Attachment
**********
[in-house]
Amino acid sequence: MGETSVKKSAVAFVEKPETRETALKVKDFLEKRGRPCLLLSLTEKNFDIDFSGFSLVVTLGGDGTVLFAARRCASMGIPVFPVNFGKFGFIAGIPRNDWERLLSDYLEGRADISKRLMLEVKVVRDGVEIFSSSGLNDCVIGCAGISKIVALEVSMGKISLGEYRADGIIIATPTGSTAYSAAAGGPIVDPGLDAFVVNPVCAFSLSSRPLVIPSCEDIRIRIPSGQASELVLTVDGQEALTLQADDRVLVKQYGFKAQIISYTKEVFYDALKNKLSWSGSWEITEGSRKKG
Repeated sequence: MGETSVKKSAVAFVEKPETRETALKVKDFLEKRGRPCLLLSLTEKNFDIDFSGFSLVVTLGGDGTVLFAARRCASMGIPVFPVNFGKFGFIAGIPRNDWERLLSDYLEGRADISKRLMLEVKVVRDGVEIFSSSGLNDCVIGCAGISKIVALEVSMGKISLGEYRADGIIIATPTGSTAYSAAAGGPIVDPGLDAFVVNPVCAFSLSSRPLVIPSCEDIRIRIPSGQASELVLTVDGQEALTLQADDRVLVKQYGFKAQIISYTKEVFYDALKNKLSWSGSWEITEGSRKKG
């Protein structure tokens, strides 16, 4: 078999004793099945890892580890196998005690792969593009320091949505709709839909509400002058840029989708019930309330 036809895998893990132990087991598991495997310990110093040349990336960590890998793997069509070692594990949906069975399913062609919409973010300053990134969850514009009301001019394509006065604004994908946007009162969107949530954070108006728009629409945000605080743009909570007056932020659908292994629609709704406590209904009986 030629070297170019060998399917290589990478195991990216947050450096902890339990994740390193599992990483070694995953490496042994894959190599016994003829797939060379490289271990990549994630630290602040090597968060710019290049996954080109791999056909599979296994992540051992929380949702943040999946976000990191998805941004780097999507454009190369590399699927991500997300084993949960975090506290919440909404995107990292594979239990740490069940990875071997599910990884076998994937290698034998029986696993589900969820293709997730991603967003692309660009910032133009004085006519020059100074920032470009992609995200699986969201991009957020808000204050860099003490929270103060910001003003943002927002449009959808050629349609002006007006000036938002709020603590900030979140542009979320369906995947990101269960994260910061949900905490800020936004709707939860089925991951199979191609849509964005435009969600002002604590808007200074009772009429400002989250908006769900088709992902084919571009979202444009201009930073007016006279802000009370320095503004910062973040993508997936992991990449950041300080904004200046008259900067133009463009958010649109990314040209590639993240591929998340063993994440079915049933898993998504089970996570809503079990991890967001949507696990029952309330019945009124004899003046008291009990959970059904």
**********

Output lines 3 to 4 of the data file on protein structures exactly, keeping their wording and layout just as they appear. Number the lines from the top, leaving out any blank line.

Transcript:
Repeated sequence: MGETSVKKSAVAFVEKPETRETALKVKDFLEKRGRPCLLLSLTEKNFDIDFSGFSLVVTLGGDGTVLFAARRCASMGIPVFPVNFGKFGFIAGIPRNDWERLLSDYLEGRADISKRLMLEVKVVRDGVEIFSSSGLNDCVIGCAGISKIVALEVSMGKISLGEYRADGIIIATPTGSTAYSAAAGGPIVDPGLDAFVVNPVCAFSLSSRPLVIPSCEDIRIRIPSGQASELVLTVDGQEALTLQADDRVLVKQYGFKAQIISYTKEVFYDALKNKLSWSGSWEITEGSRKKG
């Protein structure tokens, strides 16, 4: 078999004793099945890892580890196998005690792969593009320091949505709709839909509400002058840029989708019930309330 036809895998893990132990087991598991495997310990110093040349990336960590890998793997069509070692594990949906069975399913062609919409973010300053990134969850514009009301001019394509006065604004994908946007009162969107949530954070108006728009629409945000605080743009909570007056932020659908292994629609709704406590209904009986 030629070297170019060998399917290589990478195991990216947050450096902890339990994740390193599992990483070694995953490496042994894959190599016994003829797939060379490289271990990549994630630290602040090597968060710019290049996954080109791999056909599979296994992540051992929380949702943040999946976000990191998805941004780097999507454009190369590399699927991500997300084993949960975090506290919440909404995107990292594979239990740490069940990875071997599910990884076998994937290698034998029986696993589900969820293709997730991603967003692309660009910032133009004085006519020059100074920032470009992609995200699986969201991009957020808000204050860099003490929270103060910001003003943002927002449009959808050629349609002006007006000036938002709020603590900030979140542009979320369906995947990101269960994260910061949900905490800020936004709707939860089925991951199979191609849509964005435009969600002002604590808007200074009772009429400002989250908006769900088709992902084919571009979202444009201009930073007016006279802000009370320095503004910062973040993508997936992991990449950041300080904004200046008259900067133009463009958010649109990314040209590639993240591929998340063993994440079915049933898993998504089970996570809503079990991890967001949507696990029952309330019945009124004899003046008291009990959970059904």